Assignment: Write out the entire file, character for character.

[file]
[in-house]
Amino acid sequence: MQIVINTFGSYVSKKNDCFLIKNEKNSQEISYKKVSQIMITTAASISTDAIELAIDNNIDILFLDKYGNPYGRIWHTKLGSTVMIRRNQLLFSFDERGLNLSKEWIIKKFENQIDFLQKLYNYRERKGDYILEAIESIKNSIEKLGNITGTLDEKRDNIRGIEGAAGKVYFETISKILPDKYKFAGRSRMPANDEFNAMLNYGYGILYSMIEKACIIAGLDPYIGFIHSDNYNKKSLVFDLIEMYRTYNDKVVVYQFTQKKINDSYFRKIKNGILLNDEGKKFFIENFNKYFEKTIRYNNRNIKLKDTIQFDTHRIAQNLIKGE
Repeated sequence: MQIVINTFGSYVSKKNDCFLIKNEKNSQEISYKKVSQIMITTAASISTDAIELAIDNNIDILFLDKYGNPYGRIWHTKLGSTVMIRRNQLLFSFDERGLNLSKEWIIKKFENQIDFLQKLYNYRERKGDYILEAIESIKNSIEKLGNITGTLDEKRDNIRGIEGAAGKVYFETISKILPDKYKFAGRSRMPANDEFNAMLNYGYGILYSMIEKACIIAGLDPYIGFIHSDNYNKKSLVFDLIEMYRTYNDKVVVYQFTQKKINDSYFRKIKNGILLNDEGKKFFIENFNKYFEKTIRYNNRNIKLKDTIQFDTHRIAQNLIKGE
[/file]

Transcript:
[in-house]
Amino acid sequence: MQIVINTFGSYVSKKNDCFLIKNEKNSQEISYKKVSQIMITTAASISTDAIELAIDNNIDILFLDKYGNPYGRIWHTKLGSTVMIRRNQLLFSFDERGLNLSKEWIIKKFENQIDFLQKLYNYRERKGDYILEAIESIKNSIEKLGNITGTLDEKRDNIRGIEGAAGKVYFETISKILPDKYKFAGRSRMPANDEFNAMLNYGYGILYSMIEKACIIAGLDPYIGFIHSDNYNKKSLVFDLIEMYRTYNDKVVVYQFTQKKINDSYFRKIKNGILLNDEGKKFFIENFNKYFEKTIRYNNRNIKLKDTIQFDTHRIAQNLIKGE
Repeated sequence: MQIVINTFGSYVSKKNDCFLIKNEKNSQEISYKKVSQIMITTAASISTDAIELAIDNNIDILFLDKYGNPYGRIWHTKLGSTVMIRRNQLLFSFDERGLNLSKEWIIKKFENQIDFLQKLYNYRERKGDYILEAIESIKNSIEKLGNITGTLDEKRDNIRGIEGAAGKVYFETISKILPDKYKFAGRSRMPANDEFNAMLNYGYGILYSMIEKACIIAGLDPYIGFIHSDNYNKKSLVFDLIEMYRTYNDKVVVYQFTQKKINDSYFRKIKNGILLNDEGKKFFIENFNKYFEKTIRYNNRNIKLKDTIQFDTHRIAQNLIKGE